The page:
growth in numbers (over 4m are illegal immigrants). Share many of the problems of the black communities (e.g. 11%
unemployed compared to 6% for whites, 1/3 below poverty line). California passed Proposition 187 in 1994 withholding
nonemergency state benefits such as health care and education from `undocumented aliens'. By 2050 it is projected that
¼ of the population will be Hispanic.
f) Mass immigration has had a number of other effects on US culture:
it has fractured the geography of many cities (Chinatown, Little Italy)
religious diversity
political implications. In many states a certain ethnic background is essential for success, e.g. Irish vote crucial in New
York and Boston, Hispanic in California, S.C. judges are often chosen on basis of ethnicity.
4. Key Issues and Events
W/Politics (PH)/Revision Sheets/3.4 Racial & Ethnic Politics

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Discrimination. This is difficult to prove e.g. in Washington v Davis (1976) the SC ruled that to prove a state guilty of
discrimination, one must prove that an intent to discriminate motivated the states' action. Two blacks challenged the police
department's requirement that all recruits pass a verbal ability test (saying this was unconstitutional because more blacks
than whites failed the test). Court disagreed, saying crucial issue was the intent.…read more

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JapaneseAmericans in World War II were only finally resolved by formal government apologies and financial
compensation, and argue that similar steps need to be taken in relation to AfricanAmericans before the past can be
laid to rest and racial harmony achieved. Supporters of this view argue that Affirmative Action has always been an
inadequate remedy for the effects of slavery and segregation and that reparations for the suffering of African
Americans is required. Reparations, i.e.…read more

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Why Does the Issue of Civil Rights Continue to Provoke Political Controversy?
a) Civil rights are guaranteed in the Constitution, subsequent amendments and Acts of Congress.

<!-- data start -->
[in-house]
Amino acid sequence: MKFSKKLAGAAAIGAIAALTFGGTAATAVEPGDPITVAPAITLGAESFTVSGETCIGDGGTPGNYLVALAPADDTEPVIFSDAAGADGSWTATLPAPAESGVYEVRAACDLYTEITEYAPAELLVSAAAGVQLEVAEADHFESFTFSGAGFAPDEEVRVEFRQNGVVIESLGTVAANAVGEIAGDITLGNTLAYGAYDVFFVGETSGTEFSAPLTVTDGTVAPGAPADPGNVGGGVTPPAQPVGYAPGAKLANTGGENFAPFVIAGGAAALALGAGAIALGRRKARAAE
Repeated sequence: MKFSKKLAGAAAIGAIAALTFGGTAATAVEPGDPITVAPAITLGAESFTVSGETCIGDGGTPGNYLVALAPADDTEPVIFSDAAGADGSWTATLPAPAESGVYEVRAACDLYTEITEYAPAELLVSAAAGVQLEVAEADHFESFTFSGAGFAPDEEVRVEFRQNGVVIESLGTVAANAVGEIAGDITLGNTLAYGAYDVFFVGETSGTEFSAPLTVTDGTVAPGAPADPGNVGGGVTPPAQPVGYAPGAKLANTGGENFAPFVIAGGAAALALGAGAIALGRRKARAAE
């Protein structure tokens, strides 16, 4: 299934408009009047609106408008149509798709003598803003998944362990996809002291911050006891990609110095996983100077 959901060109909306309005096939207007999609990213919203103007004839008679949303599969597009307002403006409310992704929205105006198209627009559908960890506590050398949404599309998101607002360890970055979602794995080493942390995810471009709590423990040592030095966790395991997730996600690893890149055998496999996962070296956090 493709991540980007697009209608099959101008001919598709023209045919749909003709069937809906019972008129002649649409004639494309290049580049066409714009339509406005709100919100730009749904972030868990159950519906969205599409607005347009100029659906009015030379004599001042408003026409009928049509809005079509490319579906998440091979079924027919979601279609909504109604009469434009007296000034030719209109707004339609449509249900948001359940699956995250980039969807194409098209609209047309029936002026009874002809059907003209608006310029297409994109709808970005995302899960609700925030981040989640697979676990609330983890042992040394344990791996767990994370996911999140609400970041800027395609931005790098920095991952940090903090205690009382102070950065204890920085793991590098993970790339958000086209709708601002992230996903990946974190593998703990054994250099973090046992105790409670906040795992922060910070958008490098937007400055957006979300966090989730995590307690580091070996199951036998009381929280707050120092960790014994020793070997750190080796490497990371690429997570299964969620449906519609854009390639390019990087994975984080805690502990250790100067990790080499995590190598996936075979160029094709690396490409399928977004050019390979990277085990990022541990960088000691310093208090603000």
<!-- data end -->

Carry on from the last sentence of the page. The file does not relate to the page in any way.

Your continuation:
b) Civil rights should be granted equally to all groups. Examples ­ voting, standing for office, protection from discrimination.
Civil Rights Acts of 1964 and 1991.
c) Refer to S.C. decisions e.g. Brown v Board, Bakke case (affirmative action).
d) Much progress has been made since 1960s, but still some unresolved issues i.e.…read more

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Critics of racial profiling argue that the policy is the most visible form of continued racial discrimination which subtly
pervades American society, and provides concrete evidence that affirmative action continues to be required to provide
access to opportunities that would otherwise by denied.
12.…read more

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Affirmative Action has been little more than a mild painkiller to treat a serious illness just enough to take the
patient's mind off the pain and make everyone feel that something is being done.…read more

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If AA disappears then the US might lose its Affirmative action may encourage its beneficiaries to be lazy. Why
momentum towards social justice and the work hard if affirmative action programmes virtually guarantee
gains in civil rights of the last 40 years could progress?
be lost (e.g., racial profiling is becoming Because affirmative action programmes have been in place for
more accepted).…read more

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African Americans have been demanding compensation for slavery since the end of the American Civil War. Immediately after
the abolition of slavery, the demand was for 40 acres and a mule to ensure they would not be dependent on their former
slaveowners. Then, between 1890 and 1917, there was a movement to lobby the government for pensions to compensate for
their unpaid labour under slavery. Since 1989, Congressman John Conyers Jnr (Michigan) has introduced a bill every year to
study the case for reparations.…read more

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Immigration has now become a States Rights issue, i.e., can states pass their own antiimmigration laws (e.g., Arizona
SB1070). States passed 206 laws relating to immigration in 2008. Obama is opposed to this piecemeal state by state
approach.
m) 2012 Obama announced the Deferred Action for Childhood Arrivals programme which gave a two year reprieve from
deportation for those who arrived in US as children.
n) In 2013 Obama pledged to tackle immigration reform in his second term.…read more

Comments

Old Sir

A very useful and comprehensive set of notes. Students are likely to find the examples and case studies to which these notes refer especially useful for constructing discussions to address assessment objective 2, (evaluation and analysis) when researched in detail.